Monday, November 29, 2004

TTAB Says No To Trade "Undress" Applicant

In what might be the Board's first trade "undress" case, pro se Applicant Joanne Slokevage failed in her cheeky attempt to register the mark FLASH DARE! and Design for pants, overalls, shorts, culottes, dresses, and skirts. In re Slokevage, Serial No. 75602873 (Nov. 10, 2004) [not citable].

Slokevage described her mark as:
"A configuration located on the rear hips comprised of: A label in the center with the words 'FLASH DARE!' on a V-shaped background; and on each of the two sides of it there is a clothing feature (a cut-out area, or 'hole', and flap affixed to seat area with a closure device); the top borders of the 'holes' also forming and continuing the 'vee' shape. The matter shown by the dotted lines is not part of the mark, and the dotted lines serve only to show the position of the mark."
She contended that the elements of the mark, taken together, "create an edgy, eye-catching message suggesting the wearer might 'dare-to-flash' some skin on her posterior."

Ms. Slokevage declined to disclaim the design features, and she likewise declined to offer proof of acquired distinctiveness. The Examining Attorney therefore cited Wal-Mart Stores, Inc. v. Samara Bros., Inc., 529 US 205, 54 USPQ2d 1065 (2000) in refusing registration on the ground that clothing features can never be inherently distinctive.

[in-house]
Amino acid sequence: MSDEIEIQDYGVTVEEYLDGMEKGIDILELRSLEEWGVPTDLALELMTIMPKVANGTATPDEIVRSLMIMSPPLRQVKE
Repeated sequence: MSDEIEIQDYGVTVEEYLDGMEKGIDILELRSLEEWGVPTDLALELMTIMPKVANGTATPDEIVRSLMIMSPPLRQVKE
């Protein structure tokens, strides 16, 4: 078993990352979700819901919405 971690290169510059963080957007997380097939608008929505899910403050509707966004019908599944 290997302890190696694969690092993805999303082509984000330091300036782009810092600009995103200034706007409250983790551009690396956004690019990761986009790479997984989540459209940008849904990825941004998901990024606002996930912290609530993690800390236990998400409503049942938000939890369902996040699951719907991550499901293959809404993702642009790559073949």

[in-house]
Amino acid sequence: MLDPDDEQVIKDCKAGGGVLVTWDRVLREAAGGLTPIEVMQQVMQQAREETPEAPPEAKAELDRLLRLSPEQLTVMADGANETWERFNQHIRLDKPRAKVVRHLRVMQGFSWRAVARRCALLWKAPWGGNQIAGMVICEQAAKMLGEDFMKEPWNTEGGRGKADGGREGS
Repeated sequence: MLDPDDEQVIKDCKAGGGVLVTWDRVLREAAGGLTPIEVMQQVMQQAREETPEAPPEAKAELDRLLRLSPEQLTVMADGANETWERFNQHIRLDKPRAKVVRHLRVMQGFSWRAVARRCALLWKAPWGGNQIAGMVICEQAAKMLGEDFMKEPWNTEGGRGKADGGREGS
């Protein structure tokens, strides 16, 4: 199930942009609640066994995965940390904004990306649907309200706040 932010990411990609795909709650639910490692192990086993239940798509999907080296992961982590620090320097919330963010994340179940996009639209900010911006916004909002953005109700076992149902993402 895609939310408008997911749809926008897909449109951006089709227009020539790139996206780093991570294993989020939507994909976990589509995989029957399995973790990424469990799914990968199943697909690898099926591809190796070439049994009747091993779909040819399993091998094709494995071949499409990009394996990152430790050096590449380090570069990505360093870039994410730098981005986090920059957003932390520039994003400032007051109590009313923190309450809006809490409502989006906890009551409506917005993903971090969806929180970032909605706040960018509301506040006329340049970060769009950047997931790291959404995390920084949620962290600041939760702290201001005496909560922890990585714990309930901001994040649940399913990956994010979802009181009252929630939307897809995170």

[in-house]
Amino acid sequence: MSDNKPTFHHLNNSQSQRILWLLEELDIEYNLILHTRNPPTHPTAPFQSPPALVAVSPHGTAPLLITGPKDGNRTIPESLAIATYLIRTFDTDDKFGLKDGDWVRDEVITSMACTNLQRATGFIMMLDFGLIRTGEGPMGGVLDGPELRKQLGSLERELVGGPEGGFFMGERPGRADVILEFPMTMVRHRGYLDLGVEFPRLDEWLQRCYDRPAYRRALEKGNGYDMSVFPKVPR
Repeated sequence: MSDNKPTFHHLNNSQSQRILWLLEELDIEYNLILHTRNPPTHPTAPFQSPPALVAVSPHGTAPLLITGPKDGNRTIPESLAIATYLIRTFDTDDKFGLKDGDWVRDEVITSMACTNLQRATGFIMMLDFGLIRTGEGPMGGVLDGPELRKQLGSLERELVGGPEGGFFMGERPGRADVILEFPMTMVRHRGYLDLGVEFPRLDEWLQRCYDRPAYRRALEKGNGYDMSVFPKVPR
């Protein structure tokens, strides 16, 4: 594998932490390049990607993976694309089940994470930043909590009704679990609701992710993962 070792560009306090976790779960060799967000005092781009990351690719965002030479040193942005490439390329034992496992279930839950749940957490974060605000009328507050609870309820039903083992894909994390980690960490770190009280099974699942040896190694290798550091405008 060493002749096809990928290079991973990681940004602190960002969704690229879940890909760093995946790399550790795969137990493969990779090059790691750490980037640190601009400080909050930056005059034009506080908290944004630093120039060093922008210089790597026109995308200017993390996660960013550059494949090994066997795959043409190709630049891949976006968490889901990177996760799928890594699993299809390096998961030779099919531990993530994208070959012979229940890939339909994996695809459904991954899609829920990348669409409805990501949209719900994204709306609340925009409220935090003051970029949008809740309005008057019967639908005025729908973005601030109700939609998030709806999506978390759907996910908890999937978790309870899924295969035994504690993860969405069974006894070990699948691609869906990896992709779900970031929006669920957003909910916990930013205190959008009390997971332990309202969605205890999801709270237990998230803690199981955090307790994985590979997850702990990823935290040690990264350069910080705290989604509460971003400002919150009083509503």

Applicant countered that Wal-Mart is inapplicable because her words-plus-design mark is a unitary mark that is not subject to dissection, and that the combination of all the features provides inherent distinctiveness.

The Board, however, sided with the PTO, rejecting the argument that the subject mark is unitary: "these various elements are not so merged together that they cannot be divided and treated as separable elements." The Board also found the PTO's reliance on Wal-Mart to be well-bottomed, agreeing that the "holes and flaps" portion of the mark constitutes a product design, which cannot be registered absent a showing of secondary meaning. Thus the Board affirmed the PTO's refusal to register on the ground that the mark "constitutes a product design which is not inherently distinctive, and would not be perceived as a trademark under Section 1, 2 and 45 of the Trademark Act."

Under Rule 2.142(g), Applicant was allowed thirty days within which to file a disclaimer of the holes and flaps portion of the mark.

Unlike many applicants seeking trademark protection for a product shape, Ms. Slokevage had already obtained a design patent for her "holes and flaps" invention: U.S. Design Patent No. 410,689, entitled "Garment Rear." (At her website she refers to the patent as follows: "The Hole and Flap Feature is a Registered trademark, U.S. Patent No. Design 410,689.") Owners of inventive product designs typically wait until the market success of the product has been established before considering intellectual property protection. By then, it is usually too late to seek patent protection, since a patent application must be filed within one year of the first sale or offer for sale. Ms. Slokevage, however, did not make that mistake.

[My thanks to Peter Chiabotti for the link to the FLASH DARE! website, which eluded me].


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